When you run your business from the road, staying on top of collecting the money owed to you is challenging, but essential. Developing accounts receivable processes can preserve the financial lifeblood of your business while making your entire collections effort take less time, says Michael Carney, CPA of MWC Accounting, an accounting and business advisory firm in Chicago, Illinois.

Carney offers these six tips to get your money faster:

1. Use a mobile payment system. Systems like Square and PayPal Here easily and inexpensively turn your mobile phone into a credit card payment terminal. With mobile payment systems, you can collect your payment or accept deposits on the spot with a simple swipe of a credit card and issue an electronic receipt on the spot instead of going back to your office, issuing an invoice, and waiting for payment.

2. Get invoices out on time. If you have accounts or lines of business for which mobile payments aren’t appropriate, be sure to get your invoices out in a timely manner, Carney says. If you only issue invoices at the end of the month, and you delivered your products or services at the beginning of the month, you could be adding on three to four weeks of additional time before you get paid. Issue invoices upon delivery or, at least, once each week.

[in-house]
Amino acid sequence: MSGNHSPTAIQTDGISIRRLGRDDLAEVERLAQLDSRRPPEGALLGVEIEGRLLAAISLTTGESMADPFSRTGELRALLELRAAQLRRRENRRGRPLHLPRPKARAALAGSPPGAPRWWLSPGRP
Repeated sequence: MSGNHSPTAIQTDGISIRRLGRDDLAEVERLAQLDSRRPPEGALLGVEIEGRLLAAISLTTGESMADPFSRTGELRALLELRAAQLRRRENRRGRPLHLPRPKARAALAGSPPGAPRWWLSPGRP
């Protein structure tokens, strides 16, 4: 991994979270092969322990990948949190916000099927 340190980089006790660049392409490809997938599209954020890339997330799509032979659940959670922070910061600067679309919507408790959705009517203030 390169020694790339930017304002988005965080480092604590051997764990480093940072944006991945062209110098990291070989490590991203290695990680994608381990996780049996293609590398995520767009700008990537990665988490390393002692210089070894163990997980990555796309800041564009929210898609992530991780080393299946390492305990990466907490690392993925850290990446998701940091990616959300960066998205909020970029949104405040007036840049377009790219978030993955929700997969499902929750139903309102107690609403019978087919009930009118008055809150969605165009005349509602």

3. Highlight the due date. It’s a simple tactic, but highlight the date by which the bill will need to be paid. If you offer early payment discounts, highlight those, too. That way, the customer is less likely to misunderstand the terms.

4. Be careful about extending credit. One of the best ways to ensure you’ll get your money on time is to make sure the customers to whom you issue credit have a timely record of paying their bills, Carney says. Have prospective customers fill out a credit application, and check their business credit report. You may also wish to limit the line of credit you issue so that it has to be paid off before the customer can buy more goods on credit.

5. Get a deposit. “It’s always a good idea to get a deposit or some good faith payment upfront,” Carney says. Customers who are serious about hiring you typically won’t balk if it’s a common practice in your business, and it relieves you from having the entire amount due at risk of being late or not collected at all, he says.

6. Avoid being “too nice.” Carney sees too many business owners who are afraid to call customers when payments are overdue. Set a time to follow up on overdue payments at least once a week, or hire someone to do so. The longer you let an account stay overdue, the more at risk the invoice is of not being paid at all, Carney says.